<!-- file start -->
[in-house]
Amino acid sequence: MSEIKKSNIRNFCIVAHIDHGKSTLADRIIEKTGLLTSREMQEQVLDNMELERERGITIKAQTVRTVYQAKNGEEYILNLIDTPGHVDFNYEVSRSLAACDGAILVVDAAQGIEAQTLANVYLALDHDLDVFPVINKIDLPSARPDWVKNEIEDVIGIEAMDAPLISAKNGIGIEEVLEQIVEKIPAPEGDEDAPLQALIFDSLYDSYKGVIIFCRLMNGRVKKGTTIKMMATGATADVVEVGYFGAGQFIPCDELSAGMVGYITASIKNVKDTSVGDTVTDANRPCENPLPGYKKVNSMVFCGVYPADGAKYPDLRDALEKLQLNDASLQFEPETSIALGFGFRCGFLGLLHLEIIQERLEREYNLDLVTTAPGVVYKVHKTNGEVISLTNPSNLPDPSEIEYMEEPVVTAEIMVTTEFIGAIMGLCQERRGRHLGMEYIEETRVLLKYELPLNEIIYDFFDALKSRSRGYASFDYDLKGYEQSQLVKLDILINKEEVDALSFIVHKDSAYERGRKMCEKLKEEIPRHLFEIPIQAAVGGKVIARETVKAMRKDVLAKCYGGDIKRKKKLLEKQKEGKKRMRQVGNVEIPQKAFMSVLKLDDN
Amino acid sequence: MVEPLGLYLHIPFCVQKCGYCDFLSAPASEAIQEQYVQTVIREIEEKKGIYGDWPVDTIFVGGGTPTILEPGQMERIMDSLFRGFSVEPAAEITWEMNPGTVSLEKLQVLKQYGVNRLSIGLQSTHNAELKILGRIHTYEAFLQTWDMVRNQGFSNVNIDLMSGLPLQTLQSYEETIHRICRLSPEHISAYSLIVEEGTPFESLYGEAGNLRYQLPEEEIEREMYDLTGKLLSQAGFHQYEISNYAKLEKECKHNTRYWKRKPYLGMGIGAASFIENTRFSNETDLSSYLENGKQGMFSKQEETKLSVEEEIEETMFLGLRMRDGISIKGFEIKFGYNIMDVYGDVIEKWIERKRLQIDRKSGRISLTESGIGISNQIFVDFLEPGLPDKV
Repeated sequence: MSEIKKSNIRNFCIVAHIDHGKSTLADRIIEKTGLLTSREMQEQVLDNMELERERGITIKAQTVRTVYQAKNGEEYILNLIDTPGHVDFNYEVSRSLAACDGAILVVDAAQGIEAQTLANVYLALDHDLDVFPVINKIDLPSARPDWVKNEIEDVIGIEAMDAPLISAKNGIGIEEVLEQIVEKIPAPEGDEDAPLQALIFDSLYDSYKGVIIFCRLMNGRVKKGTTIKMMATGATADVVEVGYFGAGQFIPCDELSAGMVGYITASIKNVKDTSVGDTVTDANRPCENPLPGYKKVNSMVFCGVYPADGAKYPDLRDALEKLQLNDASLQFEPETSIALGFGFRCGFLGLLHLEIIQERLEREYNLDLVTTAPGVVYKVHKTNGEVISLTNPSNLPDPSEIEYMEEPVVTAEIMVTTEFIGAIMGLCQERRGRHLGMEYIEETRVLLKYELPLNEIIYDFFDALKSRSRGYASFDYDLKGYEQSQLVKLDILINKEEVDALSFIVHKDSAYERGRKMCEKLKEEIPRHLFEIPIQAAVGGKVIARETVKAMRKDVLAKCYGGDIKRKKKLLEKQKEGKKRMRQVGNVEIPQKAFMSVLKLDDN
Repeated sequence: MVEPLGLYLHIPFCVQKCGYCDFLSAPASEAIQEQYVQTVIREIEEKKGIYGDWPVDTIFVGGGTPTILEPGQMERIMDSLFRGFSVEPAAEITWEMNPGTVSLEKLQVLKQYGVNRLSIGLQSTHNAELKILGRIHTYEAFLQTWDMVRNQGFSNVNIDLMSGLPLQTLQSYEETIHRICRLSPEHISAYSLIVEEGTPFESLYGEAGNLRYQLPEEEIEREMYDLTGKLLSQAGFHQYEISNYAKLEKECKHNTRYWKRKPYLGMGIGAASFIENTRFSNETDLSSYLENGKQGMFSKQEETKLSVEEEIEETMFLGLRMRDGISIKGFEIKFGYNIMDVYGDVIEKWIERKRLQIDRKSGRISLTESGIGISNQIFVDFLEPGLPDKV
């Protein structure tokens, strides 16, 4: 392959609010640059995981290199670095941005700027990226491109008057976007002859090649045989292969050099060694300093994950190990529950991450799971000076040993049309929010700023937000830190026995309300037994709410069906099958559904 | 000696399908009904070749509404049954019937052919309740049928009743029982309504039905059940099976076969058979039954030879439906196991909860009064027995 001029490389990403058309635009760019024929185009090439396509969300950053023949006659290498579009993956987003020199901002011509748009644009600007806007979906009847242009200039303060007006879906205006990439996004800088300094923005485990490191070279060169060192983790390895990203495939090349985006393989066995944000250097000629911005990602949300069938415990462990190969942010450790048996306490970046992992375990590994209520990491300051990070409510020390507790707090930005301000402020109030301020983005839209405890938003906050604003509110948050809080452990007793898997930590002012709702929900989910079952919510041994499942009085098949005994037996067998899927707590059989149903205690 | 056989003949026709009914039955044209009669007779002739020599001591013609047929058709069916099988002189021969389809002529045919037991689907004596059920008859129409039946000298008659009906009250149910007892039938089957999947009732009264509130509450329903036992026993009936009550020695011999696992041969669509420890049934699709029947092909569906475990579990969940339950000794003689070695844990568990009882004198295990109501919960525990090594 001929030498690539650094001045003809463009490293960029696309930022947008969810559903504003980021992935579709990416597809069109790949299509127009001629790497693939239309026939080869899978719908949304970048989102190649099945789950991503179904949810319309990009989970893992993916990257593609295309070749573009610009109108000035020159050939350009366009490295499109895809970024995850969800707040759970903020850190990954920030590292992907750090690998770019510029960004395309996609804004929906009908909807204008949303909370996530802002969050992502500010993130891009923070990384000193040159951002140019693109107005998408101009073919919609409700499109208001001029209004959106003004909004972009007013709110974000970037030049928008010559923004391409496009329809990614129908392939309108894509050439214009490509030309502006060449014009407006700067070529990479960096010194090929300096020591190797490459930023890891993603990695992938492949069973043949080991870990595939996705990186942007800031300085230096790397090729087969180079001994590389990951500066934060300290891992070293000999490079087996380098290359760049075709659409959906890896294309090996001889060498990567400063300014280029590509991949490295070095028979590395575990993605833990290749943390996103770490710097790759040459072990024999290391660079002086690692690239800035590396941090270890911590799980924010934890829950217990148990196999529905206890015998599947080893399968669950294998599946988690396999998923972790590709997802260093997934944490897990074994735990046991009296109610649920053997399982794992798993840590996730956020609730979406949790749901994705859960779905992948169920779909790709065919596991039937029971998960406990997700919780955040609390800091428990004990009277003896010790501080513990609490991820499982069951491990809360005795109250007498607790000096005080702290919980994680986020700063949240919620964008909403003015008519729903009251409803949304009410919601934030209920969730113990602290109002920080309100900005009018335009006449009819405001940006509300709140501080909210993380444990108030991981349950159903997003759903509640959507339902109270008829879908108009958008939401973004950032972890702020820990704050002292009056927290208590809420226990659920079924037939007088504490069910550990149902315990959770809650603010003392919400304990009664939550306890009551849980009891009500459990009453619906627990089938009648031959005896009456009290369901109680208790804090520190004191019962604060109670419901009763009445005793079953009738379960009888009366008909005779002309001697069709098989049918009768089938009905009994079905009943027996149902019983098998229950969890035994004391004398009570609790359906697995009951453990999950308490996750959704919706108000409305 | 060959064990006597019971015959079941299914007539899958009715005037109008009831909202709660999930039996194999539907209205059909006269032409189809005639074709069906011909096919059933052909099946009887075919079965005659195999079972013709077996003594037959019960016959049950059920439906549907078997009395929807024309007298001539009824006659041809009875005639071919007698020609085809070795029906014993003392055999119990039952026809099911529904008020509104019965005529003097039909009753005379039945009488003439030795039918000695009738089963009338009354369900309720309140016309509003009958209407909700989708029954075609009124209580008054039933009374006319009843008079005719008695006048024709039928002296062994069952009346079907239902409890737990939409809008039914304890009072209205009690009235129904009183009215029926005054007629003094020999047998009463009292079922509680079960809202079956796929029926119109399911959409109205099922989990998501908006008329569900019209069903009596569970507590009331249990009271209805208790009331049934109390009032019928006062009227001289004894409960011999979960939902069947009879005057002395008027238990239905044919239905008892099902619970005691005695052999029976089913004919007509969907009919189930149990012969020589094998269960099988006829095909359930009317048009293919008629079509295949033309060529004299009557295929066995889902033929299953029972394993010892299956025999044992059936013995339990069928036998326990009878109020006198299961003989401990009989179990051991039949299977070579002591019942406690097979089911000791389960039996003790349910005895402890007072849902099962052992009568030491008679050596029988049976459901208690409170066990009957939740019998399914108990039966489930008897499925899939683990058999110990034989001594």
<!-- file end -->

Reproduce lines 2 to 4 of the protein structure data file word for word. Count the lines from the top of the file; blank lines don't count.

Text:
Amino acid sequence: MSEIKKSNIRNFCIVAHIDHGKSTLADRIIEKTGLLTSREMQEQVLDNMELERERGITIKAQTVRTVYQAKNGEEYILNLIDTPGHVDFNYEVSRSLAACDGAILVVDAAQGIEAQTLANVYLALDHDLDVFPVINKIDLPSARPDWVKNEIEDVIGIEAMDAPLISAKNGIGIEEVLEQIVEKIPAPEGDEDAPLQALIFDSLYDSYKGVIIFCRLMNGRVKKGTTIKMMATGATADVVEVGYFGAGQFIPCDELSAGMVGYITASIKNVKDTSVGDTVTDANRPCENPLPGYKKVNSMVFCGVYPADGAKYPDLRDALEKLQLNDASLQFEPETSIALGFGFRCGFLGLLHLEIIQERLEREYNLDLVTTAPGVVYKVHKTNGEVISLTNPSNLPDPSEIEYMEEPVVTAEIMVTTEFIGAIMGLCQERRGRHLGMEYIEETRVLLKYELPLNEIIYDFFDALKSRSRGYASFDYDLKGYEQSQLVKLDILINKEEVDALSFIVHKDSAYERGRKMCEKLKEEIPRHLFEIPIQAAVGGKVIARETVKAMRKDVLAKCYGGDIKRKKKLLEKQKEGKKRMRQVGNVEIPQKAFMSVLKLDDN
Amino acid sequence: MVEPLGLYLHIPFCVQKCGYCDFLSAPASEAIQEQYVQTVIREIEEKKGIYGDWPVDTIFVGGGTPTILEPGQMERIMDSLFRGFSVEPAAEITWEMNPGTVSLEKLQVLKQYGVNRLSIGLQSTHNAELKILGRIHTYEAFLQTWDMVRNQGFSNVNIDLMSGLPLQTLQSYEETIHRICRLSPEHISAYSLIVEEGTPFESLYGEAGNLRYQLPEEEIEREMYDLTGKLLSQAGFHQYEISNYAKLEKECKHNTRYWKRKPYLGMGIGAASFIENTRFSNETDLSSYLENGKQGMFSKQEETKLSVEEEIEETMFLGLRMRDGISIKGFEIKFGYNIMDVYGDVIEKWIERKRLQIDRKSGRISLTESGIGISNQIFVDFLEPGLPDKV
Repeated sequence: MSEIKKSNIRNFCIVAHIDHGKSTLADRIIEKTGLLTSREMQEQVLDNMELERERGITIKAQTVRTVYQAKNGEEYILNLIDTPGHVDFNYEVSRSLAACDGAILVVDAAQGIEAQTLANVYLALDHDLDVFPVINKIDLPSARPDWVKNEIEDVIGIEAMDAPLISAKNGIGIEEVLEQIVEKIPAPEGDEDAPLQALIFDSLYDSYKGVIIFCRLMNGRVKKGTTIKMMATGATADVVEVGYFGAGQFIPCDELSAGMVGYITASIKNVKDTSVGDTVTDANRPCENPLPGYKKVNSMVFCGVYPADGAKYPDLRDALEKLQLNDASLQFEPETSIALGFGFRCGFLGLLHLEIIQERLEREYNLDLVTTAPGVVYKVHKTNGEVISLTNPSNLPDPSEIEYMEEPVVTAEIMVTTEFIGAIMGLCQERRGRHLGMEYIEETRVLLKYELPLNEIIYDFFDALKSRSRGYASFDYDLKGYEQSQLVKLDILINKEEVDALSFIVHKDSAYERGRKMCEKLKEEIPRHLFEIPIQAAVGGKVIARETVKAMRKDVLAKCYGGDIKRKKKLLEKQKEGKKRMRQVGNVEIPQKAFMSVLKLDDN